The vessel has two auxiliary Yanmar 6EY18AWL engines with 750 kWe output each at 900 rpm. Power from the generators can go through the PTI drive via the shaft alternator and the gearbox to the propeller.

Atlantic is also equipped with a Corvus battery pack, enabling fully electric short-term propulsion. The maximum output is approximately 600 kW for 20 minutes. The main intended function for the battery installation however is to provide peak shaving and peak load handling, balancing and supporting the electrical system to reduce wear on engines and other components.

In diesel mechanical mode the system can run with floating frequency (50-60Hz), meaning the main engine can run at a lower rpm. With the two-step gearbox, the propeller rpm can be lowered in order to maximise the economic range of the mechanical propulsion option.

The combined PTI drive then works as a clean power unit supplying consumers with fixed frequency power at 60 Hz. The switchboard is however split, so that consumers with separate frequency drives are supplied directly, thus reducing the size requirement of the drive and providing redundancy.

The vessel is equipped with a combined azimuth/tunnel thruster of 860kW from Brunvoll. This thruster can, in the lowered position, provide separate propulsion powered either by the main engine/shaft alternator, the auxiliary engines or the batteries. In the upper position it works as a tunnel thruster. In addition to serving several operational purposes it will also provide increased safety as a power take home option. The flexibility of the total propulsion/powering system is impressive.

The bridge electronics, fish-finding equipment, CCTV, navigation/communications electronics and entertainment systems were supplied by Florvaag Elektronikk and SunnCom.

The longlining equipment was supplied by Mustad Autoline, and has a total capacity of around 72,000 hooks. The system provides the latest in automation and labour-reducing features. Lines and rigging were supplied by Fiskevegn.

The Danish seine equipment was supplied by Thyborøn Skibs and Motor, and comprise two rope drums, two net drums, movable gallow, blocks, auxiliary winches and hydraulics. The ropes, each 4,000 metres long, were supplied by Frøystad and the seine is supplied by Selstad.

Two KN-50 deck cranes were supplied by Triplex, rated for three tonnes at 14 metres. The aft crane is fitted with a net-laying adapter to aid with Danish seine operations.

The vacuum system was supplied by C-Flow, and additional fish handling equipment and factory by Optimar. Atlantic is a full factory vessel with the ability to produce both H&G and fillet products. Automatic freezers, block hotel, automatic packing, automatic palletising and a forklift in the cargo hold ensure that heavy lifting operations are no longer required from the crew. The freezing capacity of the factory is approximately 70 tonnes per day.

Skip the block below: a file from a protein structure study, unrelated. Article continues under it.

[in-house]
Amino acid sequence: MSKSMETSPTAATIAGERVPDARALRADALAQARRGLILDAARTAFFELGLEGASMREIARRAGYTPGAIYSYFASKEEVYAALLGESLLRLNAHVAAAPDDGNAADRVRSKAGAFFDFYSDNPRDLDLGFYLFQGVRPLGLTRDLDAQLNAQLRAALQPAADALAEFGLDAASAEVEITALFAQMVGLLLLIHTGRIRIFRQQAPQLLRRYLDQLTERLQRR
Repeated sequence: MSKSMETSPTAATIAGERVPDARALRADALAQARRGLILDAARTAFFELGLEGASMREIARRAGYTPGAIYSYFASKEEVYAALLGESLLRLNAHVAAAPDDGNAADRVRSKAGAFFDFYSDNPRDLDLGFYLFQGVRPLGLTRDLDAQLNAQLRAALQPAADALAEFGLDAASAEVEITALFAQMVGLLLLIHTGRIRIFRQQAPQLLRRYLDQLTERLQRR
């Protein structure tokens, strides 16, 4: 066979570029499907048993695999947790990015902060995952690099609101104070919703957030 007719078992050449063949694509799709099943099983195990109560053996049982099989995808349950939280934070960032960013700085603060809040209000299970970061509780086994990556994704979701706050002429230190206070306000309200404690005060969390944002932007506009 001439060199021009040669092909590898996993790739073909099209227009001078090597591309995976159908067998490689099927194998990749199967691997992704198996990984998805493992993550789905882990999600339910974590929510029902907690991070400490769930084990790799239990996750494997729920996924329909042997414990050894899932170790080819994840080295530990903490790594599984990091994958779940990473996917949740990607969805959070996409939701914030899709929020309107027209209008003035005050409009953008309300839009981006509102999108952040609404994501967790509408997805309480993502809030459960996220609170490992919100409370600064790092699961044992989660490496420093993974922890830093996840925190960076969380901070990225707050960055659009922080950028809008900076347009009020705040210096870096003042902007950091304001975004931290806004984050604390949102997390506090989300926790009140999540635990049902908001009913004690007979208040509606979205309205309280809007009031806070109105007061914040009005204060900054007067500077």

The Danish seine arrangement is sheltered on the Atlantic. This means that most of the equipment had to be fitted within a “box” made up of the ship’s sides and an overhead deck. The spooling devices for the rope winches are detached from the winch itself and mounted in the deck above in order to allow the rope to spool over the net drums – an intricate solution resulting in a sheltered working space for the crew and the best possible environment for the equipment.

The factory onboard the Atlantic is highly automated. The grading process includes a video/photo-based grading system called Vision. The system uses the images from a camera to do a volume calculation of the fish while identifying the species and thereby enabling a pre-grading of fish going to H&G or fillet production.

To reduce strain on the crew, nearly all lifting operations are eliminated through automation. After the freezers are filled with fresh fish, no more manual operations are required. Grading, packing and palletising processes are all automated. Finished pallets are placed in the cargo hold by use of a forklift.

Click here for all the vessel reviews, news, opinion and features from Fishing and Aquaculture Week


Baird Maritime

The best maritime site on the web. The sea's our scene!